As people flock to B.C. beaches, fisheries officers are concerned about shellfish harvesters who may be unaware they are risking their lives by disobeying closures.
“It’s very, very dangerous,” said Art Demsky, a supervisor with Fisheries and Oceans Canada in Langley. “I’m very concerned someone could die.”
At least 15 people have been partly paralyzed by contaminated seafood in B.C. over the past four years, and one victim was totally paralyzed and lost the ability to breathe, said Tom Kosatsky, medical director of the B.C. Centre for Disease Control, last November.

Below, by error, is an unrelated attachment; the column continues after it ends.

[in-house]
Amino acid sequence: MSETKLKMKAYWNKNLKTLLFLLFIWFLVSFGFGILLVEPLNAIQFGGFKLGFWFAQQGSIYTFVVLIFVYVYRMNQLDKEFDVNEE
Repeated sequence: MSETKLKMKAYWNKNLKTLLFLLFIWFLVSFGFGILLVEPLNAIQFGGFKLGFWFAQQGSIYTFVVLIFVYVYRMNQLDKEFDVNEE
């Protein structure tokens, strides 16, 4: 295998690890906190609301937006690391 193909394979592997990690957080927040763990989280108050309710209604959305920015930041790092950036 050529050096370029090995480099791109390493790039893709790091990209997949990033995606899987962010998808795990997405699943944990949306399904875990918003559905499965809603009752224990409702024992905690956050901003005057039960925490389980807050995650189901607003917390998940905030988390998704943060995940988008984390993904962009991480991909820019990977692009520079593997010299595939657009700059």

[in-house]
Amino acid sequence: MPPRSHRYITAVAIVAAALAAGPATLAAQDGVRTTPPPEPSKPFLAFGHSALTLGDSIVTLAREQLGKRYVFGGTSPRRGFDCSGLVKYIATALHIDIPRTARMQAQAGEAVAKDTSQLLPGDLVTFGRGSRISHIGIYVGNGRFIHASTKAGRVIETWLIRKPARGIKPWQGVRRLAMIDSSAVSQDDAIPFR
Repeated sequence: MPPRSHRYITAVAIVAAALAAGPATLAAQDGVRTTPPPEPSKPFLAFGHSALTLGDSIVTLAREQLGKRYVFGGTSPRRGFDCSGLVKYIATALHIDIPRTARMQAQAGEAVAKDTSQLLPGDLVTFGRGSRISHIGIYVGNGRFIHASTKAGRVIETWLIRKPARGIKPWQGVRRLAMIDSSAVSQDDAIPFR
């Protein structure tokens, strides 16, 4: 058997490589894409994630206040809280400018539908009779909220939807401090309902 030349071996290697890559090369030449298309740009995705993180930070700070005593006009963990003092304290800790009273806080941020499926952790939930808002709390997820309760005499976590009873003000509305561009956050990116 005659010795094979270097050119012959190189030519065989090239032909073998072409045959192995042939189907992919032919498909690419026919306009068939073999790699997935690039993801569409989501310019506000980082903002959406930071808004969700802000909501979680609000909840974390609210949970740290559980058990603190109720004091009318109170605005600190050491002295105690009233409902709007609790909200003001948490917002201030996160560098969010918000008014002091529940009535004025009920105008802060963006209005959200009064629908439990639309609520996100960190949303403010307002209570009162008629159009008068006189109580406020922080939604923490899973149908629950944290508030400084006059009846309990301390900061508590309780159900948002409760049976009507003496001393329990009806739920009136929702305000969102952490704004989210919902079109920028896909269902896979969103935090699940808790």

Almost every beach between the northern tip of Vancouver Island and the U.S. border is either closed or partly closed to harvesting, according to a biotoxin status map maintained by the BCCDC.
Last month, a person in Alaska died of paralytic shellfish poisoning after eating snails and mussels harvested from a beach, while in March, three people in B.C. were stricken but survived after eating butter clams harvested off the North Coast.